Meadowbrook Congregational Church
Rev Art Ritter
May 26, 2019
They went through the region of Phrygia and Galatia, having been forbidden by the Holy Spirit to speak the word in Asia. When they had come opposite Mysia, they attempted to go into Bithynia, but the Spirit of Jesus did not allow them; so, passing by Mysia, they went down to Troas. During the night Paul had a vision: there stood a man of Macedonia pleading with him and saying, “Come over to Macedonia and help us.” When he had seen the vision, we immediately tried to cross over to Macedonia, being convinced that God had called us to proclaim the good news to them. We set sail from Troas and took a straight course to Samothrace, the following day to Neapolis, and from there to Philippi, which is a leading city of the district of Macedonia and a Roman colony. We remained in this city for some days. On the sabbath day we went outside the gate by the river, where we supposed there was a place of prayer; and we sat down and spoke to the women who had gathered there. A certain woman named Lydia, a worshiper of God, was listening to us; she was from the city of Thyatira and a dealer in purple cloth. The Lord opened her heart to listen eagerly to what was said by Paul. When she and her household were baptized, she urged us, saying, “If you have judged me to be faithful to the Lord, come and stay at my home.” And she prevailed upon us.
Author Tony Evans tells the story of a little girl who asked her father for a nickel. He reached into his pocket but he didn’t have any change. So he pulled out his wallet and discovered all he had was a twenty dollar bill. Now he loved his daughter very much, so he said to her, “Honey, I don’t have a nickel but here’s a twenty dollar bill.” The little girl began to pout and she stomped her foot. “I want a nickel!” Her father explained how many nickels the twenty dollar bill represented but she just didn’t get it. Evans writes that we are often like that little girl. When we want nickels we can’t appreciate the twenty dollar bills that are offered to us. We are so focused on our own plans that when they sometimes end in disappointment, we can’t see the holy opportunities that God has presented in the detours of life.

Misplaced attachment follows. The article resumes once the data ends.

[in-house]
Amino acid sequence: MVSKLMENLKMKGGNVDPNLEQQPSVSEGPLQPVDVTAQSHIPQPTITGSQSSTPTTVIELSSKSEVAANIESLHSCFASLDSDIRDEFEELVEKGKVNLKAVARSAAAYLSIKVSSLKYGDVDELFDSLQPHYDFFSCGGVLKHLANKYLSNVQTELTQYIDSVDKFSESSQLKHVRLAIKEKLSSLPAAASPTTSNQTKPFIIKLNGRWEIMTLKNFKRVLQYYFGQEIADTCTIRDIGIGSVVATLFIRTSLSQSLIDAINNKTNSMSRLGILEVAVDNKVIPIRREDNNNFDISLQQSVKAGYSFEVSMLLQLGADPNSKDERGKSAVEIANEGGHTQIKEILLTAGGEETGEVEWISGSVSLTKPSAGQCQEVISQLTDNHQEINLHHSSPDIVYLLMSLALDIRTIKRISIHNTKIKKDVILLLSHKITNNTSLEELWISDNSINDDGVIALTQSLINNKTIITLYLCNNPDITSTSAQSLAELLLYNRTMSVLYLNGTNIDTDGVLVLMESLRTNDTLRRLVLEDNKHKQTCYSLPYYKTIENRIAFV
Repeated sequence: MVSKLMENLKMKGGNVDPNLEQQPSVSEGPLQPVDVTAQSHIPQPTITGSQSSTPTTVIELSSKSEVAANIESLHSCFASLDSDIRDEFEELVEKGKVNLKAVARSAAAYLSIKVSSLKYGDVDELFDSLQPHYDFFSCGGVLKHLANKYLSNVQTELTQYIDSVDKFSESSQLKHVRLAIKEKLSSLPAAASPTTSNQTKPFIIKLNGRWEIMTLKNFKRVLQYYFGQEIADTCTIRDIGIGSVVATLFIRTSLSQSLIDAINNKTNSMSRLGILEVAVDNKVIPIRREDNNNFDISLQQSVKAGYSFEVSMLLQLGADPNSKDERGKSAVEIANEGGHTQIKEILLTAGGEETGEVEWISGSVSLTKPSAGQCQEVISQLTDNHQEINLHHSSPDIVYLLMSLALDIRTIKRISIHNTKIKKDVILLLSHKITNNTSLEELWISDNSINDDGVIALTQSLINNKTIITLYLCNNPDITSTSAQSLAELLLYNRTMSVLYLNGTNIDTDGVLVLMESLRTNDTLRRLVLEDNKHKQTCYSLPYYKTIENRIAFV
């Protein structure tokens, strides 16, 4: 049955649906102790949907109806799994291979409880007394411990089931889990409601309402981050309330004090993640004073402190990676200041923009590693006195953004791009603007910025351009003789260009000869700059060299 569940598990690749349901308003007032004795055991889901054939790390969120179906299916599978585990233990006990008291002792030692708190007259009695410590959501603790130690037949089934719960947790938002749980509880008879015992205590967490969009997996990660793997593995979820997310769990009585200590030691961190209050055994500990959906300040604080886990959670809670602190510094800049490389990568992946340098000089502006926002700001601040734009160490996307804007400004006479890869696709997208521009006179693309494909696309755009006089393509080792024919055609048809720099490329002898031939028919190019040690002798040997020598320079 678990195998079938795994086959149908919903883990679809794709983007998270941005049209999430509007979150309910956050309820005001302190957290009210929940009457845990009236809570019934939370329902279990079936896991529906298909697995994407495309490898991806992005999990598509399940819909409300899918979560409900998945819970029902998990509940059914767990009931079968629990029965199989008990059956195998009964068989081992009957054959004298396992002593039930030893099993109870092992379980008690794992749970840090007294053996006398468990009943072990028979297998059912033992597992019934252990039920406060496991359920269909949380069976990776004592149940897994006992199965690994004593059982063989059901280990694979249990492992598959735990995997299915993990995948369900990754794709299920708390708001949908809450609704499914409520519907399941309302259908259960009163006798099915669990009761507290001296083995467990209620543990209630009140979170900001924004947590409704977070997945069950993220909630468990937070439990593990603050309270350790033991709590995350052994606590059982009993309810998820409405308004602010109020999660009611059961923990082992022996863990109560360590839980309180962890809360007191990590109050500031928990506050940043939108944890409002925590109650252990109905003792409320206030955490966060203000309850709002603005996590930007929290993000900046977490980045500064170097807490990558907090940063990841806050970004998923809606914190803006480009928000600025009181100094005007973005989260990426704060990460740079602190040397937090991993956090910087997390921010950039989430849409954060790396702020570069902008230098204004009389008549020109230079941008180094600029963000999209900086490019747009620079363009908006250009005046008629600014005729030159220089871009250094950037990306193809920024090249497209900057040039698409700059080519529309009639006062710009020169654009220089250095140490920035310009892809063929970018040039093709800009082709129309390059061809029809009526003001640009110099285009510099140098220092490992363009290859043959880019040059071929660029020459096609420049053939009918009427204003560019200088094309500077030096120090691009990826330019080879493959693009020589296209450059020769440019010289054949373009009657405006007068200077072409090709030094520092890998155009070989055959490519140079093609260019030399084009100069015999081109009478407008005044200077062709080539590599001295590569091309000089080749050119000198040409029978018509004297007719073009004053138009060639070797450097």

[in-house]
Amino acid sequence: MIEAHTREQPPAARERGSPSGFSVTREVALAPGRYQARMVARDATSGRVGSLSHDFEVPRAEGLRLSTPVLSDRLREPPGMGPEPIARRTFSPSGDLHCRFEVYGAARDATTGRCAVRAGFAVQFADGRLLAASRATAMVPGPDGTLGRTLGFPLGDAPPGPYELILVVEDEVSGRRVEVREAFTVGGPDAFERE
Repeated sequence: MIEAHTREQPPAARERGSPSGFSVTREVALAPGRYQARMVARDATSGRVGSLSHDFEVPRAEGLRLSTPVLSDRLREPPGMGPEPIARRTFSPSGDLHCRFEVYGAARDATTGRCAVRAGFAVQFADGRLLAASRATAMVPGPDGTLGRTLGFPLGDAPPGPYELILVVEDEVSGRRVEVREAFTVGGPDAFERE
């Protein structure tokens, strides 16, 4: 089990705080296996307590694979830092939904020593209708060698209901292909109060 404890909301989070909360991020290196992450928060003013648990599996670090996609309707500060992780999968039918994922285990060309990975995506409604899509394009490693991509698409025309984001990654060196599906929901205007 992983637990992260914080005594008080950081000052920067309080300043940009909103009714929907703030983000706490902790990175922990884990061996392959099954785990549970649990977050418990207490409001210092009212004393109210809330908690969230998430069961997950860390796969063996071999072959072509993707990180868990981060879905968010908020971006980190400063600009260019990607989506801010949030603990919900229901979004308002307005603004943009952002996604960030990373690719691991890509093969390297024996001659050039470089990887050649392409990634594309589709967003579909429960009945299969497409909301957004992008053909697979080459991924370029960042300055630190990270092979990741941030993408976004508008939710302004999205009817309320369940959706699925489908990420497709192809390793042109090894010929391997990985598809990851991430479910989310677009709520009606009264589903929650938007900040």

In the early spring of 1983, I thought I had things in my life lined up fairly well. I had finished two years of seminary and was going to start a year long internship at First Congregational Church in St. Johns MI in the fall. I was then going to return to school for my senior year of seminary. The summer of 1983 was also well planned. I was accepted for the Clinical Pastoral Education program at St. Joseph’s Hospital in Ann Arbor. And I was going to live rent free at my girlfriend’s mother’s home in beautiful Pinckney, Michigan. The proverbial ducks were lined up in a row. Perhaps things were planned too well! In late March I got a letter notifying me that my Clinical Pastoral Education experience had been changed to Harper Hospital in downtown Detroit. I wasn’t thrilled about having to be in such a large hospital and I was wondering how I could drive from Pinckney to Detroit every day. A few weeks later I got that phone call that every young man dreads. It was from my girlfriend saying that she wanted to take a break in our relationship, to have some time to think things over. Suddenly I needed to find another place to live that summer. I was crushed, personally and professionally. My well planned, happy life had taken an unexpected detour. I felt hurt and angry and disappointed.